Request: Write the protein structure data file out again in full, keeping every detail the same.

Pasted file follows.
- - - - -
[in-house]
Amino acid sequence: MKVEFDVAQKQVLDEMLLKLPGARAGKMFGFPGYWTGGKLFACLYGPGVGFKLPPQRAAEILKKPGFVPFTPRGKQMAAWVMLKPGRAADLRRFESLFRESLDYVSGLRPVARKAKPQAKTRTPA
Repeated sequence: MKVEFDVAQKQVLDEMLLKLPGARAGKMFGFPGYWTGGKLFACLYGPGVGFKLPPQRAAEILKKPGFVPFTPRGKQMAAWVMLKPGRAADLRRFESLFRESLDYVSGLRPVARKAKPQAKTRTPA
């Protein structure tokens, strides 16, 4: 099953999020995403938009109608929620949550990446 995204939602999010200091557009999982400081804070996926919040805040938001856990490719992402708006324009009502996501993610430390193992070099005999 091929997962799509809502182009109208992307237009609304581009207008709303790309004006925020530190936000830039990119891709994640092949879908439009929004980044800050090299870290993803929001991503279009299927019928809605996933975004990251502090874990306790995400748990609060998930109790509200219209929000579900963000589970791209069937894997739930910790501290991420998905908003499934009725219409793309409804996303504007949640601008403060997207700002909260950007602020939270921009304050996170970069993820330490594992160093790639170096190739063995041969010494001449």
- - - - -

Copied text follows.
[in-house]
Amino acid sequence: MKVEFDVAQKQVLDEMLLKLPGARAGKMFGFPGYWTGGKLFACLYGPGVGFKLPPQRAAEILKKPGFVPFTPRGKQMAAWVMLKPGRAADLRRFESLFRESLDYVSGLRPVARKAKPQAKTRTPA
Repeated sequence: MKVEFDVAQKQVLDEMLLKLPGARAGKMFGFPGYWTGGKLFACLYGPGVGFKLPPQRAAEILKKPGFVPFTPRGKQMAAWVMLKPGRAADLRRFESLFRESLDYVSGLRPVARKAKPQAKTRTPA
């Protein structure tokens, strides 16, 4: 099953999020995403938009109608929620949550990446 995204939602999010200091557009999982400081804070996926919040805040938001856990490719992402708006324009009502996501993610430390193992070099005999 091929997962799509809502182009109208992307237009609304581009207008709303790309004006925020530190936000830039990119891709994640092949879908439009929004980044800050090299870290993803929001991503279009299927019928809605996933975004990251502090874990306790995400748990609060998930109790509200219209929000579900963000589970791209069937894997739930910790501290991420998905908003499934009725219409793309409804996303504007949640601008403060997207700002909260950007602020939270921009304050996170970069993820330490594992160093790639170096190739063995041969010494001449």